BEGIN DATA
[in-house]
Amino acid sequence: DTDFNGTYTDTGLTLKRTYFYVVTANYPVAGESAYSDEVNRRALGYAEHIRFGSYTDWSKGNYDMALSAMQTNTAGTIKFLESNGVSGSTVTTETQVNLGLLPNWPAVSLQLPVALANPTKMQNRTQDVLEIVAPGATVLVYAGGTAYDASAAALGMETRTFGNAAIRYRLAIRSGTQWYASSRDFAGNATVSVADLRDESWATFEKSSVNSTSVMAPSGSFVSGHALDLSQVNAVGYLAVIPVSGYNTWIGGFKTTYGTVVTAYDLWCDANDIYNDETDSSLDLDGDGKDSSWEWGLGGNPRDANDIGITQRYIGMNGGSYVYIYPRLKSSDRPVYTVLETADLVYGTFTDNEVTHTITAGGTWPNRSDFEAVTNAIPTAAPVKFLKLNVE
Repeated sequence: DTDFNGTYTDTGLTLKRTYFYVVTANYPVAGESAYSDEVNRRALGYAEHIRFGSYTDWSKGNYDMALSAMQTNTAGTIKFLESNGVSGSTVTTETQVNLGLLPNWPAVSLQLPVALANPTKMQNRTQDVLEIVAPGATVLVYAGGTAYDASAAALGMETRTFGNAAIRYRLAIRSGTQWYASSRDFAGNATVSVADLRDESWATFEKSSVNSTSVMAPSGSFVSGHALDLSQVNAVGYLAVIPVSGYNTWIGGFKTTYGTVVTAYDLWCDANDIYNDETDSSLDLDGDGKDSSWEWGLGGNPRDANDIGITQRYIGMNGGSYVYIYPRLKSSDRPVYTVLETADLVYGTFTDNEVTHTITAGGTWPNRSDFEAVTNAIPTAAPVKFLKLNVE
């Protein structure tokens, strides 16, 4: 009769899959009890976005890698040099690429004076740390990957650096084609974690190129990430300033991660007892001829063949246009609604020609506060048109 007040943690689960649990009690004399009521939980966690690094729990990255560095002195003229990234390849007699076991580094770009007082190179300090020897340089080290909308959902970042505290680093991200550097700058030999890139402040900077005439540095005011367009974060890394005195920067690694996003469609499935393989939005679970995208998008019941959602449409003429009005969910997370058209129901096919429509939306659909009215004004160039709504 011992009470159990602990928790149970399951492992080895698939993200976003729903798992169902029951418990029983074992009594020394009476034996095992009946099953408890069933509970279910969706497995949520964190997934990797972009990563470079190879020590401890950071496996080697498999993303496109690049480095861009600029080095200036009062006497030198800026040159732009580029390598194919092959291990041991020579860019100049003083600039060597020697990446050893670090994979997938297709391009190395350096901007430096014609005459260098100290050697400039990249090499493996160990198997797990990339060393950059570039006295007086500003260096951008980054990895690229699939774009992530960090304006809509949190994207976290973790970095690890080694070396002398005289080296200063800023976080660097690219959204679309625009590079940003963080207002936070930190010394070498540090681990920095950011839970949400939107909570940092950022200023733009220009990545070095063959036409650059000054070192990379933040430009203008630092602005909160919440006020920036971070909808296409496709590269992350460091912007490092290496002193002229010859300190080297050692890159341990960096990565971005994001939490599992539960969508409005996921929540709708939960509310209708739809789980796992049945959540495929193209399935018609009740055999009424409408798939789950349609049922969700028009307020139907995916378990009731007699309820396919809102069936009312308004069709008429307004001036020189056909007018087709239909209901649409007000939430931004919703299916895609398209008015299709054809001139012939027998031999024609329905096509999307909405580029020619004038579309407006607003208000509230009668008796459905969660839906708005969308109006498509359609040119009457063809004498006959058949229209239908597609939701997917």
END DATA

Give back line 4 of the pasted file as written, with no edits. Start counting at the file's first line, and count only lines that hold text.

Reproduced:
């Protein structure tokens, strides 16, 4: 009769899959009890976005890698040099690429004076740390990957650096084609974690190129990430300033991660007892001829063949246009609604020609506060048109 007040943690689960649990009690004399009521939980966690690094729990990255560095002195003229990234390849007699076991580094770009007082190179300090020897340089080290909308959902970042505290680093991200550097700058030999890139402040900077005439540095005011367009974060890394005195920067690694996003469609499935393989939005679970995208998008019941959602449409003429009005969910997370058209129901096919429509939306659909009215004004160039709504 011992009470159990602990928790149970399951492992080895698939993200976003729903798992169902029951418990029983074992009594020394009476034996095992009946099953408890069933509970279910969706497995949520964190997934990797972009990563470079190879020590401890950071496996080697498999993303496109690049480095861009600029080095200036009062006497030198800026040159732009580029390598194919092959291990041991020579860019100049003083600039060597020697990446050893670090994979997938297709391009190395350096901007430096014609005459260098100290050697400039990249090499493996160990198997797990990339060393950059570039006295007086500003260096951008980054990895690229699939774009992530960090304006809509949190994207976290973790970095690890080694070396002398005289080296200063800023976080660097690219959204679309625009590079940003963080207002936070930190010394070498540090681990920095950011839970949400939107909570940092950022200023733009220009990545070095063959036409650059000054070192990379933040430009203008630092602005909160919440006020920036971070909808296409496709590269992350460091912007490092290496002193002229010859300190080297050692890159341990960096990565971005994001939490599992539960969508409005996921929540709708939960509310209708739809789980796992049945959540495929193209399935018609009740055999009424409408798939789950349609049922969700028009307020139907995916378990009731007699309820396919809102069936009312308004069709008429307004001036020189056909007018087709239909209901649409007000939430931004919703299916895609398209008015299709054809001139012939027998031999024609329905096509999307909405580029020619004038579309407006607003208000509230009668008796459905969660839906708005969308109006498509359609040119009457063809004498006959058949229209239908597609939701997917």